The most entrenched of political doctrines can be overturned and they don’t come any more entrenched than Mainland China. The will of the people shall prevail and it shows clearly where Party Politics worldwide has failed. Things can be reversed.
Young mother dislodges three-decade-old pro-establishment dynasty in Hong Kong elections
Clara Cheung looked like she’d had a bad shock.
- Hong Kong pro-democracy candidates have swept the city’s district council elections
- It adds momentum to the more than five-month-long protest movement
- An observer says more protests may result unless Chief Executive Carrie Lam makes changes in response to the results
Counting in the Hong Kong suburb of Happy Valley had just revealed that she was the winner in the district council election, ousting a pro-establishment dynasty who’d held a tight grip on the seat for three decades.
Her supporters whooped with joy.
“Clara, Clara, Clara!”, they chanted, as she shook hands with the losing candidates.
Clara, a 40-year-old mother of two, part-time lecturer and art curator, looked drained and seemed momentarily on the verge of tears.
She had hoped to win, ovviamente, but “I didn’t try to expect anything”.
It was a victory both locally and for Hong Kong, lei disse.
“The neighbours also told me besides voting for the local issues, they are also voting for the Hong Kong situation.”
“It’s actually about the solidarity for the Hong Kong people,” she told the ABC, and then was lost for words.
“That’s it for now, because I’m maybe a bit overloaded,” lei disse, backing away.
As Happy Valley was being declared, results elsewhere were just starting to trickle in from the labyrinth of polling stations across the city.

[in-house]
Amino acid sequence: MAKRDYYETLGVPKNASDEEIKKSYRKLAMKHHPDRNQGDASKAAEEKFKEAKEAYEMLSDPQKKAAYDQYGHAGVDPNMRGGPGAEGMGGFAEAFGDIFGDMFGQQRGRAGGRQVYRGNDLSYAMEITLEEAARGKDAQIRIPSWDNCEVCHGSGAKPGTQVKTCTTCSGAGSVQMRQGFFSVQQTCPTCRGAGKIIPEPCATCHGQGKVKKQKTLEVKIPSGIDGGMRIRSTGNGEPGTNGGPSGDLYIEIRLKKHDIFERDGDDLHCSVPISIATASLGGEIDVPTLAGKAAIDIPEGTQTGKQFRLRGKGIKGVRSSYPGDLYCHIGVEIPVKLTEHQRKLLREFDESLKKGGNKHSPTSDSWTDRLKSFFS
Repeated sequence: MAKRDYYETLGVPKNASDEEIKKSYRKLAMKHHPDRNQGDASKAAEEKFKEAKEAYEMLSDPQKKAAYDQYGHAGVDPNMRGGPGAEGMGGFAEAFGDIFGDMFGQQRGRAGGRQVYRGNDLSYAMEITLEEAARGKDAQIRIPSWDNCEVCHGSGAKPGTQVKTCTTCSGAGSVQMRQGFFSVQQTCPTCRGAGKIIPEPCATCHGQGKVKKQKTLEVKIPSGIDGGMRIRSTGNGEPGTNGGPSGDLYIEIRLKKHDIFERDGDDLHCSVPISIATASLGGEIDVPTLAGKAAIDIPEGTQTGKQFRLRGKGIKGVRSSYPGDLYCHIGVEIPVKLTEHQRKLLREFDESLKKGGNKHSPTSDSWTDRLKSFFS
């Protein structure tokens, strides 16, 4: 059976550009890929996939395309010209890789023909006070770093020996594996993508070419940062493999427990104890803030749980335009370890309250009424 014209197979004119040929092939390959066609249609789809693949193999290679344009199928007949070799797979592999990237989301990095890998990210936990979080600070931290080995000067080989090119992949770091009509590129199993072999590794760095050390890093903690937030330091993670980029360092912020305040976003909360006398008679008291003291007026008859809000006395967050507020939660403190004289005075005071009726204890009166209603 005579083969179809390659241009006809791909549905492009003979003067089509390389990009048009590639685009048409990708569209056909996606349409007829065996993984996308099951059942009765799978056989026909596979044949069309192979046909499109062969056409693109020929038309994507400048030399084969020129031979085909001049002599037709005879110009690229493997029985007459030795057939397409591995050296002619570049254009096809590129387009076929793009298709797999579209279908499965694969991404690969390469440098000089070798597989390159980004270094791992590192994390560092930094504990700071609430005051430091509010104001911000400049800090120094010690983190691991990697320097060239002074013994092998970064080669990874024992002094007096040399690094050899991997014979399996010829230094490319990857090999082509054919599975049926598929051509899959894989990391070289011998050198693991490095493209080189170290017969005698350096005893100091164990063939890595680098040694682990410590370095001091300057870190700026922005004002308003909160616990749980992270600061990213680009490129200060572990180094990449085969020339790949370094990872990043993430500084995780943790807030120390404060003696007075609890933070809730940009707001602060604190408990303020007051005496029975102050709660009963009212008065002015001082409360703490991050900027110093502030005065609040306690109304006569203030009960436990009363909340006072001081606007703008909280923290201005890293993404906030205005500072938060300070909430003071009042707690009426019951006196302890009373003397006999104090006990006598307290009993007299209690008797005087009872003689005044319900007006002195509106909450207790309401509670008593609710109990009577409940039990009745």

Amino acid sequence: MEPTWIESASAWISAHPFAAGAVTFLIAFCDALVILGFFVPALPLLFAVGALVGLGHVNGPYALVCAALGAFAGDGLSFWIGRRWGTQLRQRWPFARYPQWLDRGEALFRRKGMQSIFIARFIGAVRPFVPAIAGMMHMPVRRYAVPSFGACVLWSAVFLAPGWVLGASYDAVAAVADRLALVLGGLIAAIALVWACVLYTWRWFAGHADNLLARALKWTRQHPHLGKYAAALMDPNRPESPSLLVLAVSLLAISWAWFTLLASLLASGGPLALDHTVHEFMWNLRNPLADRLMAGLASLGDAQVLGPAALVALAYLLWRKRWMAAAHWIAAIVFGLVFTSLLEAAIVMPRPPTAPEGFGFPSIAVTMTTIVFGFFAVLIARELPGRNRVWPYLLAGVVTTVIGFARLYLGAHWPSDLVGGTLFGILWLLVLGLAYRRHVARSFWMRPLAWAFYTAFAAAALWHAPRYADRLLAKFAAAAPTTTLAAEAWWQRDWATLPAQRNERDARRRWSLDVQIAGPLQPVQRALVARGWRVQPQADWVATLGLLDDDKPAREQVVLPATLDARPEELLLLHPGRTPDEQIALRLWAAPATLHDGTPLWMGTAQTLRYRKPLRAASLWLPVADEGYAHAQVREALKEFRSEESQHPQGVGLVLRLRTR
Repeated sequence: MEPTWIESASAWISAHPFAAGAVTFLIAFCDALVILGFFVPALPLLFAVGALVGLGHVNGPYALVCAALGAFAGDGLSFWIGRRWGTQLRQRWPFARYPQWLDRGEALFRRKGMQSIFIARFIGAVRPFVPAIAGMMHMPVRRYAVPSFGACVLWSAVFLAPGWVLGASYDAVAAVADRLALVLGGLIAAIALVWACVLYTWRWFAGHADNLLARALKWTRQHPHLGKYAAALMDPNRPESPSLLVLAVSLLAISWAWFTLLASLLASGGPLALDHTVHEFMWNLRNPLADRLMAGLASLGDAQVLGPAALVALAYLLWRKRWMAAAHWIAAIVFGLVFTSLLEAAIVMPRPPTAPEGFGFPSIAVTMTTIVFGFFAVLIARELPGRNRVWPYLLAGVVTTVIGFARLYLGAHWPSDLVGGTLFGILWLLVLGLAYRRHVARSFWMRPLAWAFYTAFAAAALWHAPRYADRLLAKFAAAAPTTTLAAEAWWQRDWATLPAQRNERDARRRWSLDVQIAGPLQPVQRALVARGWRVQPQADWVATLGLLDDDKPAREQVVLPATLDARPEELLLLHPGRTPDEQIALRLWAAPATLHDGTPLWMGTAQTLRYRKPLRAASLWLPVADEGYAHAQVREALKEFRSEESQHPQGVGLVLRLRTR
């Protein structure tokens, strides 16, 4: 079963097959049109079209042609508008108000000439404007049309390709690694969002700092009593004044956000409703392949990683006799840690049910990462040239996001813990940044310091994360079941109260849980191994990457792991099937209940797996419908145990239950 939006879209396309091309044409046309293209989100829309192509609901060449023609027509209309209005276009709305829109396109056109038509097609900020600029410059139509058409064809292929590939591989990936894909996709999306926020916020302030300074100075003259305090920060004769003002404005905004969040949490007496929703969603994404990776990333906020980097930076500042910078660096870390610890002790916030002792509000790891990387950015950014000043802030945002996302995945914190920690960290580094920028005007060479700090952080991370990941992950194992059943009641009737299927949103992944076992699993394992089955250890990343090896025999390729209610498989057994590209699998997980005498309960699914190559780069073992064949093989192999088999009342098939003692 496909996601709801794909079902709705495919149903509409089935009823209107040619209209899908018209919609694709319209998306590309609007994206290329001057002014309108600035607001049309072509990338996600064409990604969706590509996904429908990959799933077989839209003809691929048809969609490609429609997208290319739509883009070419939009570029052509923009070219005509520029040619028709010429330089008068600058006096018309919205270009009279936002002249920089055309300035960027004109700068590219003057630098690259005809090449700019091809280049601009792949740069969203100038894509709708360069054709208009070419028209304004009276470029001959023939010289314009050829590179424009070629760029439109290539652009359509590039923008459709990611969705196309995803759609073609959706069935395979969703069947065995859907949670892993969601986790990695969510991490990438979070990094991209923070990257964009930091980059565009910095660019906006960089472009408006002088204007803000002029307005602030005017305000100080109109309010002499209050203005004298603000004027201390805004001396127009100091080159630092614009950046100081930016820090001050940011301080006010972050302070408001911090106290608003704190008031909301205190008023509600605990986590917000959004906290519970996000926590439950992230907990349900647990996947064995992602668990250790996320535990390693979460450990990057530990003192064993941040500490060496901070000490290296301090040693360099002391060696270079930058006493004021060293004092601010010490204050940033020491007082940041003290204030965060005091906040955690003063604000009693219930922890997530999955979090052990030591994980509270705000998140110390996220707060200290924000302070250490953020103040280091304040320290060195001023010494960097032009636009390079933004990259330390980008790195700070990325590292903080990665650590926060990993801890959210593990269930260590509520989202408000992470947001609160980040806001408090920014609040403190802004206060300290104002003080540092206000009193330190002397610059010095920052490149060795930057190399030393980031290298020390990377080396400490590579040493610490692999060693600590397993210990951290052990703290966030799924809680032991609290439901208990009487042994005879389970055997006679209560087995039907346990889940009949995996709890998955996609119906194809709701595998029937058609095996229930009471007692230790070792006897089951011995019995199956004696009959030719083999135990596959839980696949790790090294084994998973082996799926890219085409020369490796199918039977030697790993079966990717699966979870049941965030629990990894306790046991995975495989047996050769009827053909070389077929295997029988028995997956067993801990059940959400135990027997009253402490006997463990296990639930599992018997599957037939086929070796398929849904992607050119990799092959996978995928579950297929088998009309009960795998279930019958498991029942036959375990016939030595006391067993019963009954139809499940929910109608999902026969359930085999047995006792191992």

The picture emerging was taking everyone by surprise.
A pro-democracy landslide
In the end, it was a drubbing on a monumental scale.
Pro-establishment candidates saw their bloc of seats slashed from the hundreds to the dozens.
Even seasoned observers were taken aback.
“I think it’s kind of surreal,” said Ma Ngok, a respected political scientist from the Chinese University of Hong Kong.
Associate Professor Ma said he stayed up until about 4am and then decided to call it a night when the scale of the swing was no longer in doubt.
This was not an early lead, but a landslide.
“It is an unprecedented victory for the democrats in the electoral history of Hong Kong,” he told the ABC.
He said he expected the newly-minted pan-democracy councillors to come up with a list of demands on democracy and freedoms for Carrie Lam’s Government.
If there was no movement in these areas, it may not be long before the uneasy peace of the past days in Hong Kong was broken, Egli ha detto.
“If the electoral councillors put forward demands and then the government doesn’t make any significant gestures to respond to them, then we may expect some other actions by the end of the week.”
Young protesters celebrate and renew momentum
Across town, a teenage boy had also not slept much, not at all in fact, he told me on a messaging app.
“John,” as we’ve agreed to call him, said watching the results come in “was an unforgettable experience”.
A week ago the 17-year-old was holed up inside the Polytechnic University, one of hundreds of protestors who laid siege to it.
He said he managed to escape the university last Monday.
The gains for pro-democracy candidates have only added momentum to the cause, Egli ha detto.
“This shows that the general public stands with the protestors firmly and it adds much confidence to me and my fellow friends,” he wrote, before signing off to go and prepare for a Chinese language exam at school.
It’s been a day of celebration for those who have taken part in and supported the more than five-month-long protest movement.
Champagne and bonhomie have been in ample supply.
The vote in itself has changed nothing yet though, and the “five demands, not one less” mantra of the movement remains.
In the short term, all eyes will be on Chief Executive Carrie Lam’s weekly presser on Tuesday morning (local time).
In a statement released on Monday, Ms Lam said the government would “respect” e “reflect on” citizens’ views.
Her detractors say the time for reflection is long past.
‘She should have stepped down long ago,” Professor Ma said.
“I don’t see that she can actually govern… but it is Beijing’s call.”